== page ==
Chapter 07 - Chapter 7 (15th ed) - Measuring Domestic...

Info iconThis preview shows pages 1–3. Sign up to view the full content.

View Full Document Right Arrow Icon
Chapter 7 (15 th ed) - Measuring Domestic Output, National Income, and the Price Level Assessing the Economy's Performance National income accounting measures the economy's performance by measuring the flows of income and expenditures over a period of time. National income accounts serve a similar purpose for the economy, as do income statements for business firms. Consistent definition of terms and measurement techniques allows us to use the national accounts in comparing conditions over time and across countries. The national income accounts provide a basis for of appropriate public policies to improve economic performance. Gross Domestic Product GDP is the monetary measure of the total market value of all final goods and services produced within a country in one year. o Money valuation allows the summing of apples and oranges; money acts as the common denominator. o GDP includes only final products and services; it avoids double or multiple counting, by eliminating any intermediate goods used in production of these final goods or services. o GDP is the value of what has been produced in the economy over the year, not what was actually sold. GDP Excludes Nonproduction Transactions o GDP is designed to measure what is produced or created over the current time period. Existing assets or property that sold or transferred, including used items, are not counted. o Purely financial transactions are excluded. Public transfer payments, like social security or cash welfare benefits. Private transfer payments, like student allowances or alimony payments. The sale of stocks and bonds represent a transfer of existing assets. (However, the brokers' fees are included for services rendered.) o Secondhand sales are excluded, they do not represent current output. Two Ways to Look at GDP: Spending and Income. o What is spent on a product is income to those who helped to produce and sell it. o This is an important identity and the foundation of the national accounting process. Expenditures Approach(See Figure 7.1 and Table 7.3) o GDP is divided into the categories of buyers in the market; household consumers, businesses, government, and foreign buyers. o Personal Consumption Expenditures-(C)-includes durable goods, nondurable goods and services.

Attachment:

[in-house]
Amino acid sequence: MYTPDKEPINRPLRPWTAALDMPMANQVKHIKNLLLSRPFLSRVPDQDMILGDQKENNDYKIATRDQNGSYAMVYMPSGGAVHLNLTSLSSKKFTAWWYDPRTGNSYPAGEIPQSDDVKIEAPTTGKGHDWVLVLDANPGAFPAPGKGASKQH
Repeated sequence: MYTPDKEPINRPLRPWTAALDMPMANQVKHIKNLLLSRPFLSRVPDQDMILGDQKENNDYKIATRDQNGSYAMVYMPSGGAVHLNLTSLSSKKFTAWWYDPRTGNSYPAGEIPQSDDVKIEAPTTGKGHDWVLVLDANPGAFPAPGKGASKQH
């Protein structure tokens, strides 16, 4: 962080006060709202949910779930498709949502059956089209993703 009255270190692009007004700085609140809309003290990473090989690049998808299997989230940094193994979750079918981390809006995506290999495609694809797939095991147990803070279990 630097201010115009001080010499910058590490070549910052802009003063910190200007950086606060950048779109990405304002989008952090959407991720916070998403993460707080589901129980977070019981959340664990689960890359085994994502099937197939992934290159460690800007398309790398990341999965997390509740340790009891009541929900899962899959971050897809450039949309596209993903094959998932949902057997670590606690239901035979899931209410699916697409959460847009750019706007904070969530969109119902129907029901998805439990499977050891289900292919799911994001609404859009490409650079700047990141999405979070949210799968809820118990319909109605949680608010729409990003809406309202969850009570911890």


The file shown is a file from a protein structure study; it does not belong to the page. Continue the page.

Background image of page 1

Info iconThis preview has intentionally blurred sections. Sign up to view the full version.

View Full DocumentRight Arrow Icon
o Gross Private Domestic Investment-(I g ) All final purchases of machinery, equipment, and tools by businesses. All construction (including residential). Changes in business inventory. If total output exceeds current sales, inventories build up. If businesses are able to sell more than they currently
Background image of page 2
Image of page 3
This is the end of the preview. Sign up to access the rest of the document.

This note was uploaded on 05/18/2011 for the course ECON 101 taught by Professor Mcdounough during the Spring '11 term at DeVry Westminster.

Page1 / 5

Chapter 07 - Chapter 7 (15th ed) - Measuring Domestic...

This preview shows document pages 1 - 3. Sign up to view the full document.

View Full Document Right Arrow Icon
Ask a homework question - tutors are online